Thracian Tomb of Kazanlak: Included in the UNESCO list of cultural heritage, this is one of the most significant monuments of Thracian culture in our lands. Dating from the IV-III centuries BC, the tomb owes its worldwide popularity to the exceptional murals in the corridor and the dome, depicting scenes from the military, terrestrial and afterlife of the Thracian leader laid therein.

What else shouldn’t we miss in Kazanlak?

Thracian Spirits – Kazanlak Horse Riding: The Kazanlak region is located in an enviably beautiful part of Bulgaria, right at the foot of Central Balkan Mountains, the starting point for many walks and mountain adventures. One really special way to get to know the area, get positive energy and lots of adrenaline is to embark on one of the hikes organized by this fabulous ranch, just 10km from Kazanlak.

Ostrich Farm “Four Seasons”: a very enjoyable ostrich farm where, in addition to learning about the life of the largest birds on earth, we are also invited to taste the most delicious creme caramel one can imagine, prepared, of course, with ostrich eggs.

Guest House “Roan”: a friendly family guest house, whose owners make you feel like at home and eat delicious home-made french toasts.

 

Stara Zagora

Bulgaria’s sixth largest city is also one of the most ancient and with the richest history, dating back to almost eight millennia ago. The earliest findings here date from the Neolithic era, but the true economic and cultural boom came with the arrival of the Roman Empire. Some of the testimonies of the grandeur of Augusta Traiana – as Romans called the city – are the ancient forum complex, the Roman street and the amphitheater.

Regional Museum of History: with its over 1700 artifacts, organized in various exhibitions from the 4th millennium BC. to this day, this space displays the rich history of Stara Zagora. Among the most interesting exhibits are Thracian ornaments, coins from different eras, and the famous “Samara” flag. In the basement, the museum hides perhaps its most precious “exhibition” – an authentic Roman street from 2000 years ago, on which we can walk dressed (why not) with ancient Roman costume.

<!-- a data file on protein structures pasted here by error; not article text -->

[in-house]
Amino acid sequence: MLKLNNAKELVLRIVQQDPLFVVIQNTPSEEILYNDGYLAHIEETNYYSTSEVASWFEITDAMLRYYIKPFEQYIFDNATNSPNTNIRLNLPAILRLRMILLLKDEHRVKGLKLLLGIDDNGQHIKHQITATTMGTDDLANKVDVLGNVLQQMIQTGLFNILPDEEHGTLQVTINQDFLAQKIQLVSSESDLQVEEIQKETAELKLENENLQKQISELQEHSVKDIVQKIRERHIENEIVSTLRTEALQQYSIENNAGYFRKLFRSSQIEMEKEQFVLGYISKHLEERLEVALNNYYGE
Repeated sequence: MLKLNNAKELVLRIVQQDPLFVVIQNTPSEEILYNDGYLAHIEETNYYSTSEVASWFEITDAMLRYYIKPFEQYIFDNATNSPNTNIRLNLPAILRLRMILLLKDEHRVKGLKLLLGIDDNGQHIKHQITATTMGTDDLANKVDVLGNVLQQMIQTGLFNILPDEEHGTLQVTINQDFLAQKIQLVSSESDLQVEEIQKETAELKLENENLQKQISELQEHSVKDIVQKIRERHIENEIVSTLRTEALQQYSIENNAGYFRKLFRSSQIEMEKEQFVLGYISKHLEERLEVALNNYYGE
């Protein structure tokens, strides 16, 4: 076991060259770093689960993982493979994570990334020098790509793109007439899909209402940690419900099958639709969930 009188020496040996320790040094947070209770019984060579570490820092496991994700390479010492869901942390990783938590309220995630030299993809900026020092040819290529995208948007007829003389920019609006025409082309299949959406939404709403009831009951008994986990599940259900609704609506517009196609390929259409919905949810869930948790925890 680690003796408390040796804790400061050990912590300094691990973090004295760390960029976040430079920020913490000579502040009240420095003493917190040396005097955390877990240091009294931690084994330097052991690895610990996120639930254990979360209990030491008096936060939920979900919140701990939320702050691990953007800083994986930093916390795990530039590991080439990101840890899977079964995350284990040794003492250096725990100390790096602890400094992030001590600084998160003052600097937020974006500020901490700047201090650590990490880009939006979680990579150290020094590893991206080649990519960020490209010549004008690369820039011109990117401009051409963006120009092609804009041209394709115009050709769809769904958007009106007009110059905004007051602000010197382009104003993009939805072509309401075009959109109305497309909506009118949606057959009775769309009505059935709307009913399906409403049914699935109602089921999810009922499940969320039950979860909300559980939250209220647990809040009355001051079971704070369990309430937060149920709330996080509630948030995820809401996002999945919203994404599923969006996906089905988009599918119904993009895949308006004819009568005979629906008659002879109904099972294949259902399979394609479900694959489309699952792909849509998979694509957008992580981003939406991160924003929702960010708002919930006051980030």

Interesting experiences in Stara Zagora:

Napravi si bira: Bulgaria’s one of kind space, which welcomes us into the world of craft beer. The owners, Lubka and Robert Henry, create this place with the idea to teach beer lovers the art of brewing, by organizing various workshops and tastings in their sleek craft brewery, transformed into a classroom.

BagaTur: Located at Park “Ayazmo”, high above the city, we come across a truly spectacular place created with the clear aim of promoting old Bulgarian values and traditions. Authentic performances, archery, historical talks, bread tasting according to the old Bulgarian recipe are just some of the experiences that bring us closer to old Bulgarian life and culture.

 

South of the Balkan Mountains, we find a land full of contrasts with vivid nature, culturally and historically rich, a region definitely worth exploring in depth.

At the end of this 6th week, I was about to reach Yambol, where, after a short break, I had to travel south through Sakar mountain and from there to the Eastern Rhodopes. The story of this exciting journey is yet to come…